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One minute, everything sounds completely normal. The next, everything sounds muffled like speaking to someone on the other side of a wall — sudden hearing loss typically occurs without any warning. Therefore it's beneficial to be aware of the causes, symptoms, diagnosis, and treatment of sudden hearing loss. You can find answers to the most frequently asked questions here.

What is sudden hearing loss?

Hearing loss can sneak up on you, reducing your enjoyment of precious moments like sound of a summer breeze or sharing a joke with a loved one. It can also begin suddenly, without any apparent external cause. This is a particular type of hearing loss. The sounds that reach the ear are no longer converted into nerve impulses sent to the brain, as they would without a hearing loss.

Symptoms often occur in one ear only, and are painless. The hearing loss may be so minimal that it goes unnoticed, or the opposite which results in complete deafness. Sudden hearing loss can affect anyone.

The onset of a hearing problem impacts upon not only your well-being and quality of life but also on the well-being and quality of life of others. From daily social interactions to precious moments with loved ones, hearing loss affects your ability to enjoy life to the fullest.
Woman staring off into distance over the lake

How can sudden hearing loss be identified?

A few, typical symptoms are used to identify hearing loss. Hearing loss or "incorrect" perception of sounds can develop suddenly, from one moment to the next. The world around you sounds quieter in one or both ears. Voices and music can suddenly sound different, or strange. Everything sounds as if it were wrapped up in cotton wool. You might also hear “double” sounds.
You may no longer indicate where a particular sound is coming from. Those with sudden hearing loss typically describe feeling a furry sensation around the auricle, or pressure on the ear. Problems such as tinnitus may also occur. In rare cases, the hearing loss may be accompanied by feelings of dizziness.
 

What causes sudden hearing loss?

Although the specific cause is unknown, several theories exist. Medical professionals suspect that it involves a circulatory disorder in the smallest blood vessels of the inner ear, which is why the illness is also referred to as a sudden hearing loss. Another hypothesis is that hearing loss is due to inflammation or a virus (e.g. from a middle ear infection). The tissue around the sensory organs may become inflamed during an infection, which may damage the hearing.
Some viruses affect the nerves. If the cochlear nerve is affected, hearing is impaired. Stress is also regarded as a potential trigger that can, as a minimum, contribute to the harmful impact of the disease. Patients often state that they were under extreme stress before the symptoms occurred. In some people, stress has a negative impact on physical functions and may therefore also affect the ears, which are known to be particularly sensitive.

What can be done in the event of sudden hearing loss?

Between 40 and 100 people out of 100,000 are affected each year by sudden hearing loss. Their ability to hear decreases dramatically from one moment to the next, usually in just one ear. Severity can vary from a dull feeling, as if everything had been wrapped up in cotton wool, to noises inside the ear such as tinnitus, to profound deafness.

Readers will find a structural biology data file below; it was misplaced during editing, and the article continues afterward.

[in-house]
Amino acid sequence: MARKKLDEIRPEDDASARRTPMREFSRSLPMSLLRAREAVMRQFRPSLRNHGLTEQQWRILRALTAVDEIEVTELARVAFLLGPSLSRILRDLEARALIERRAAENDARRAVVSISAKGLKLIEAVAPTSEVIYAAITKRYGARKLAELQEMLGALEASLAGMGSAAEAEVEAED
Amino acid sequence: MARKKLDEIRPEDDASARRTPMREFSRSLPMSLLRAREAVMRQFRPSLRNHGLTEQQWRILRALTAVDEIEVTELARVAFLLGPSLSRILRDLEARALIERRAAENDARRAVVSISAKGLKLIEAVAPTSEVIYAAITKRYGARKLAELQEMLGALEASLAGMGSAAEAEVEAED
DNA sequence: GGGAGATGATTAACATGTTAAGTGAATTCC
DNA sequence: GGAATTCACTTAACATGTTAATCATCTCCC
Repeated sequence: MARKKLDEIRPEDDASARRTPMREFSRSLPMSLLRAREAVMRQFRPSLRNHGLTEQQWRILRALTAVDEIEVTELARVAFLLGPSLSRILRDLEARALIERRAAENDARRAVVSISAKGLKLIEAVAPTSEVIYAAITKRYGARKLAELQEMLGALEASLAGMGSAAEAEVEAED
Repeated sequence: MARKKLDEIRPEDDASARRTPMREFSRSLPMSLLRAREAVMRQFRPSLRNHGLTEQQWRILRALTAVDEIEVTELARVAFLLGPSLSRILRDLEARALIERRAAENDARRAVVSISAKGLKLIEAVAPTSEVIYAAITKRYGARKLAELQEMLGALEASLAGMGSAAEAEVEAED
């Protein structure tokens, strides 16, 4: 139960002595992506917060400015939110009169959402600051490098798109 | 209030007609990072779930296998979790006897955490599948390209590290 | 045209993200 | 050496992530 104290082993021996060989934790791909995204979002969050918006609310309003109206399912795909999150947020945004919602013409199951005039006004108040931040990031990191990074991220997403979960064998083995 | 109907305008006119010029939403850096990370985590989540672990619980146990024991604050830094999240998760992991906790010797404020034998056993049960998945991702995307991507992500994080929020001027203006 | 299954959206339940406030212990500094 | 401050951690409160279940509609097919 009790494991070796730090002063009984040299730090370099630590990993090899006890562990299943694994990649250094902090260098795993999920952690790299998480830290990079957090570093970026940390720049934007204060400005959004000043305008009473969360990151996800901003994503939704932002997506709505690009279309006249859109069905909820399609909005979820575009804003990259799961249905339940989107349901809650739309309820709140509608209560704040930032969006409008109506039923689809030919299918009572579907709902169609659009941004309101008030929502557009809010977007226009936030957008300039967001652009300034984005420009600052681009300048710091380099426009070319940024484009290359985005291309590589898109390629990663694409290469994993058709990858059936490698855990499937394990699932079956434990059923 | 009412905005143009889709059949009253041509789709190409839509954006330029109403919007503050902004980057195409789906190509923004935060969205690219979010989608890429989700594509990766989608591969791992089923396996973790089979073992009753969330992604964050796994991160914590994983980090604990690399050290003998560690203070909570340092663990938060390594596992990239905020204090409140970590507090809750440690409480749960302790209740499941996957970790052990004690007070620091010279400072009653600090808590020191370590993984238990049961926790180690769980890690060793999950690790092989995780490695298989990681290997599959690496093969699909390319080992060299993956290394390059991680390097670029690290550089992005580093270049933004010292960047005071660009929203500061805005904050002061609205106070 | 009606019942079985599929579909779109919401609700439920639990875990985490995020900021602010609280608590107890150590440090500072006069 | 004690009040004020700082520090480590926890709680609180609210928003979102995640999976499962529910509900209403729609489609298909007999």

Wait or seek treatment?

Although hearing loss doesn’t represent an emergency from a medical point of view, it is advisable to treat it proactively. If you notice one or more of the symptoms described here, you should book a free hearing assessment with a Triton Hearing audiologist or contact your ear nose and throat doctor. In around 50 percent of cases, normal hearing returns within 24 to 48 hours. It can generally be assumed that the lower the intensity of hearing loss, and the shorter the period, the more successful the treatment is likely to be.

Diagnosing sudden hearing loss

The doctor usually starts the by asking you a number questions. When did the hearing loss begin? What are the symptoms? Was the patient exposed to noise? Does the patient have a pre-existing condition (e.g. diabetes)? What medications are being taken? Is the patient stressed?
The ear is then examined visually using an otoscope to ensure that the hearing loss is not the result of a blocked ear canal or damaged eardrum. Other methods may be applied at the doctor’s discretion. Various hearing tests may be performed to test the patient’s sense of balance, and blood pressure is measured. None of these examinations are painful.

Can sudden hearing loss be prevented?

A healthy lifestyle is important. This involves reducing stress and nicotine, sticking to a healthy diet and doing sufficient exercise, as high blood fat levels can impede blood circulation.

Loud noises should be avoided however that can be hard in certain work environments. If you're susceptible to constant noise at work then suitable ear protection should be used. Having customised ear protection is the best way to help
If you have gradual onset hearing loss caused by noise at work then you may be eligible for fully funded hearing aids with ACC.

To find out, book your free hearing assessment with a Triton Hearing Audiologist on 0800 45 45 43.
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